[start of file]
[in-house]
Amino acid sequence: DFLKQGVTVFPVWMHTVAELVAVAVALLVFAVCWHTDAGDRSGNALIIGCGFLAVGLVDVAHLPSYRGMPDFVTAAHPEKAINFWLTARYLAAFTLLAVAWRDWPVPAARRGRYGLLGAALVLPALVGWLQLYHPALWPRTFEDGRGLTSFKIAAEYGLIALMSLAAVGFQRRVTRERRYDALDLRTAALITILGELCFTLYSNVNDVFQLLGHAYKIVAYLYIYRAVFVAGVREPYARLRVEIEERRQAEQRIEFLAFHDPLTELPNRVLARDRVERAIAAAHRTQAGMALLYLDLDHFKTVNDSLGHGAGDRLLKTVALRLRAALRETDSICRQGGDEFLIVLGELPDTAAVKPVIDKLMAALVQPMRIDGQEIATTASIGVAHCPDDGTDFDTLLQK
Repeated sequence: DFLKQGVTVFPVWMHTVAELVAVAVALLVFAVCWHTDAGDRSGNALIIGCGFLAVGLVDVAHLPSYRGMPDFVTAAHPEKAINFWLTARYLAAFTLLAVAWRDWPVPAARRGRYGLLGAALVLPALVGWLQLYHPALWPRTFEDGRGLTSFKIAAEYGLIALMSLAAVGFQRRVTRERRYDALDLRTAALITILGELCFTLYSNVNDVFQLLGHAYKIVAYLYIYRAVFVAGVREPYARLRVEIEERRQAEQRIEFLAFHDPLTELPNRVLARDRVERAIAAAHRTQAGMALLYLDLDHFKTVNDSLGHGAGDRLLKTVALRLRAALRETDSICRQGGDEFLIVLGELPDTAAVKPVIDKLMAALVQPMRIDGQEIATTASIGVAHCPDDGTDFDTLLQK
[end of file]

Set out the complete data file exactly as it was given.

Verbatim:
[in-house]
Amino acid sequence: DFLKQGVTVFPVWMHTVAELVAVAVALLVFAVCWHTDAGDRSGNALIIGCGFLAVGLVDVAHLPSYRGMPDFVTAAHPEKAINFWLTARYLAAFTLLAVAWRDWPVPAARRGRYGLLGAALVLPALVGWLQLYHPALWPRTFEDGRGLTSFKIAAEYGLIALMSLAAVGFQRRVTRERRYDALDLRTAALITILGELCFTLYSNVNDVFQLLGHAYKIVAYLYIYRAVFVAGVREPYARLRVEIEERRQAEQRIEFLAFHDPLTELPNRVLARDRVERAIAAAHRTQAGMALLYLDLDHFKTVNDSLGHGAGDRLLKTVALRLRAALRETDSICRQGGDEFLIVLGELPDTAAVKPVIDKLMAALVQPMRIDGQEIATTASIGVAHCPDDGTDFDTLLQK
Repeated sequence: DFLKQGVTVFPVWMHTVAELVAVAVALLVFAVCWHTDAGDRSGNALIIGCGFLAVGLVDVAHLPSYRGMPDFVTAAHPEKAINFWLTARYLAAFTLLAVAWRDWPVPAARRGRYGLLGAALVLPALVGWLQLYHPALWPRTFEDGRGLTSFKIAAEYGLIALMSLAAVGFQRRVTRERRYDALDLRTAALITILGELCFTLYSNVNDVFQLLGHAYKIVAYLYIYRAVFVAGVREPYARLRVEIEERRQAEQRIEFLAFHDPLTELPNRVLARDRVERAIAAAHRTQAGMALLYLDLDHFKTVNDSLGHGAGDRLLKTVALRLRAALRETDSICRQGGDEFLIVLGELPDTAAVKPVIDKLMAALVQPMRIDGQEIATTASIGVAHCPDDGTDFDTLLQK